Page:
20 Apr 2015

Alarm at High Court reserve ruling

5:48 am on 20 April 2015

Bay of Islands people are appealing to the Conservation Minister not to give an Opua boatyard more rights over a coastal reserve.

Walls Bay Reserve

People working on a boat that’s up on the slip on the Walls Bay esplanade reserve. Photo: Supplied / Maiki Marks

The High Court has found that the minister has discretion under the Reserves Act to grant boatyard owner Doug Schmuck easements over the Walls Bay Reserve.

Mr Schmuck already has resource consents allowing him to wash down and work on boats on the slipway that runs across the esplanade reserve.

However he is asking the minister to grant formal easements over the reserve in line with his resource consents, a move that would potentially enhance the value of his business.

Coastal conservation groups and the Department of Conservation believed the RMA consents were trumped by the Reserves Act, which does not allow commercial activities on a reserve.

But Mr Schmuck challenged that assumption in the High Court last month and won.

Justice Heath found the Reserves Act does give the minister power to grant the kind of easements Mr Schmuck is seeking.

'Far-reaching consquences'

Opua Coastal Protection Society chair Henry Nissen said the decision was alarming, with far-reaching consequences for reserves around the country.

He said until now the only easements allowed over reserves had been for the public good, not private gain.

Mr Nissen said they were granted for essential infrastructure like drains and power lines - not to license a commercial enterprise benefiting one person.

The coastal protection group did not object to the slipway itself, he said, but giving it official sanction as a workplace would set a dangerous precedent. The reserve was an integral part of the Opua coastal walkway, and allowing a business to expand onto it, through easements on a title, was unacceptable.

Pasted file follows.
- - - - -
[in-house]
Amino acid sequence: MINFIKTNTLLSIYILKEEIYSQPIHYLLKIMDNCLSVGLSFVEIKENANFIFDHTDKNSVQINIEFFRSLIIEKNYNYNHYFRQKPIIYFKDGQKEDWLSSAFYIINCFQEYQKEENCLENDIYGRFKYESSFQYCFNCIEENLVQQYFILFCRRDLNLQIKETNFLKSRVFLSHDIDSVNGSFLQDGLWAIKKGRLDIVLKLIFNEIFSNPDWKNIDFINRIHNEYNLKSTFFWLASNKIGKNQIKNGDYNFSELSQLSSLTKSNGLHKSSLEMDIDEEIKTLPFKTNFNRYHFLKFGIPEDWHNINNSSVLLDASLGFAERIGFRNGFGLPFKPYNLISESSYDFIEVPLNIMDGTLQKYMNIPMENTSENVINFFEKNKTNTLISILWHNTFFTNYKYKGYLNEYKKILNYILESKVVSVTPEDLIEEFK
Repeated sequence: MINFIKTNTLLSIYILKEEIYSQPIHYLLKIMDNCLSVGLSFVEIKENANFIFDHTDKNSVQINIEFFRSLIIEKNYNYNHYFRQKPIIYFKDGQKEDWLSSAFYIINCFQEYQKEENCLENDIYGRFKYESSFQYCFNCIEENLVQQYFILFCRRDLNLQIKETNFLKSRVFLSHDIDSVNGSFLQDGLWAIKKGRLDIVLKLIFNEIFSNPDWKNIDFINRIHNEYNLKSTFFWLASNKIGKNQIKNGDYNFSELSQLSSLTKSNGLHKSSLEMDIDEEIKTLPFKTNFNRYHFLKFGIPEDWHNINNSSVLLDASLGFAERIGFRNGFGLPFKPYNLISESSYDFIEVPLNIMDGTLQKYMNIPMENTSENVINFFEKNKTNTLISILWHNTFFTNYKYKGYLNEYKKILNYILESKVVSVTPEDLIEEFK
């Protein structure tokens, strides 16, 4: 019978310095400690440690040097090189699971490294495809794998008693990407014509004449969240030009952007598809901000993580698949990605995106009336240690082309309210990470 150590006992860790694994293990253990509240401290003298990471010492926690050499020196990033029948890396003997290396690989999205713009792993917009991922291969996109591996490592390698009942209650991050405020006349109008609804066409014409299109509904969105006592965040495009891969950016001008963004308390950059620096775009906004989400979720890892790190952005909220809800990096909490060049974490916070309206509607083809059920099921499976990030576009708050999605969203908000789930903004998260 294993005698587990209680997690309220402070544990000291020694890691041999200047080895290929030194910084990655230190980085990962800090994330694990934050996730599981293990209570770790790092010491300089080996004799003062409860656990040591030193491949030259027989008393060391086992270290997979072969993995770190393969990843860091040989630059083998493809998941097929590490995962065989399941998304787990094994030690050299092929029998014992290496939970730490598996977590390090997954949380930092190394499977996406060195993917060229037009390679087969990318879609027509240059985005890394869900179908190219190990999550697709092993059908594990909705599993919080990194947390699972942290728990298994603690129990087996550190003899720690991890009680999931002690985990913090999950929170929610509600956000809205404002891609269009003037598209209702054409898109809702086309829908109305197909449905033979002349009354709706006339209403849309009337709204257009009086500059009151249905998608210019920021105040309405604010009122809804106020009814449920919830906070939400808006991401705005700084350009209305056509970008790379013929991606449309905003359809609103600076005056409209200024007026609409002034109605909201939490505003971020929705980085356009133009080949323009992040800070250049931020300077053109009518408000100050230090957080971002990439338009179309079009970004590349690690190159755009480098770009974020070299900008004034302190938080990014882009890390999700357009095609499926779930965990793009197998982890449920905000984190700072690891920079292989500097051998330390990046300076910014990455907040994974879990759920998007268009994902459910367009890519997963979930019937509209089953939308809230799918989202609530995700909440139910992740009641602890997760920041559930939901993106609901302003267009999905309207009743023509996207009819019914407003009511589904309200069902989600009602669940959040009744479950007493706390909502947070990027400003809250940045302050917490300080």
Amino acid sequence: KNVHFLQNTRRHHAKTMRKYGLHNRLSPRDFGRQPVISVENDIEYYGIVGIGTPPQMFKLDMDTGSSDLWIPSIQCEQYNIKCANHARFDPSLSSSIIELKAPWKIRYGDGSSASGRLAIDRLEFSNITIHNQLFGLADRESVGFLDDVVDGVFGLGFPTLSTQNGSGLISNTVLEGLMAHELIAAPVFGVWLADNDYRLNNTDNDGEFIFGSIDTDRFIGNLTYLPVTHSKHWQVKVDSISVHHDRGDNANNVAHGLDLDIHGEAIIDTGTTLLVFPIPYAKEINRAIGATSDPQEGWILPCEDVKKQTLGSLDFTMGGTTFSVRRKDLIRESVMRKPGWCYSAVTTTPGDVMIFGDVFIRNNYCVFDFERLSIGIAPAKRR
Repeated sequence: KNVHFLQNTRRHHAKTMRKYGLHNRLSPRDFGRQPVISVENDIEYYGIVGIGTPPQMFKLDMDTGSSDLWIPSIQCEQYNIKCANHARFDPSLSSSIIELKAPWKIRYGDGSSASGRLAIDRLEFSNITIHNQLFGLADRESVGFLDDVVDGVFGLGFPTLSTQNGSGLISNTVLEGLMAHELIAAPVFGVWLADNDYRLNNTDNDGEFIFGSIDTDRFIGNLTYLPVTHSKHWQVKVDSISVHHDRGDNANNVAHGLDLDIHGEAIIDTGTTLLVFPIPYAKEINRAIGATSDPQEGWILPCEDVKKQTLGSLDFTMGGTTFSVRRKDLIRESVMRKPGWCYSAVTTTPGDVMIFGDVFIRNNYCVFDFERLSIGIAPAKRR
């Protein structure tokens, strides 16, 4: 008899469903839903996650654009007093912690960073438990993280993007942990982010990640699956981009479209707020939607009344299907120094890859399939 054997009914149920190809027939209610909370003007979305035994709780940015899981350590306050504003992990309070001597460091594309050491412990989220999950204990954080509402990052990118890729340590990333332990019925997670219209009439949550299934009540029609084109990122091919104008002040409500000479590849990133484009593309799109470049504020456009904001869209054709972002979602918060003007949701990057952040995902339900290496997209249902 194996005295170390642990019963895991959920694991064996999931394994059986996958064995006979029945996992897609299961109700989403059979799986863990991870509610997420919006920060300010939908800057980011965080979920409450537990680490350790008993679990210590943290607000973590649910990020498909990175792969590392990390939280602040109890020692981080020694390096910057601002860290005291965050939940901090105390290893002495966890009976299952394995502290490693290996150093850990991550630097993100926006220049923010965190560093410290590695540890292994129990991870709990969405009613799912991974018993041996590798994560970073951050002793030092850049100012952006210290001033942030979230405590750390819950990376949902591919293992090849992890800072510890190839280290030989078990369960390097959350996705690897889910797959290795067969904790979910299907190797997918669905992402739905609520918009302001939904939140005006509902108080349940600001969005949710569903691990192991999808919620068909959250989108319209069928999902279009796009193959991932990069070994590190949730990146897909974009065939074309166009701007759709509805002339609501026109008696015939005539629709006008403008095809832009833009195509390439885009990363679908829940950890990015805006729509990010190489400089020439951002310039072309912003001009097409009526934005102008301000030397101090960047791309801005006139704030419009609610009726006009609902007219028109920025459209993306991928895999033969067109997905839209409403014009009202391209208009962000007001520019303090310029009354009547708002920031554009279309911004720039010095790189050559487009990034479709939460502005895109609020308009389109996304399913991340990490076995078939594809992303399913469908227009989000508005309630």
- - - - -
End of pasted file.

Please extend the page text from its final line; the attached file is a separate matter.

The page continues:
Land donation lost

The Schmuck saga has caused a Bay of Islands philanthropist to change his mind about donating land to the Far North council for public use.

John Williams has already given two blocks of valuable seafront land at Paihia to the council for a scenic reserve: the Elizabeth Lucy Williams Park, in memory of his mother.

He was about to sign over a further section, worth $1.2 million, and had a rough agreement drawn up with the council.

However, he said he had decided not to go ahead, because he no longer trusted it would be protected as public reserve in perpetuity.

Mr Williams said he lost faith in the council and mayor John Carter last year, when the council used powers delegated to it by the Conservation Minister to endorse Mr Schmuck's commercial activities on the Walls Bay reserve.

Mr Williams, who is in his 80's, said he would instead sell his land with its motel unit, and give the proceeds to his favourite charity, Child Cancer.

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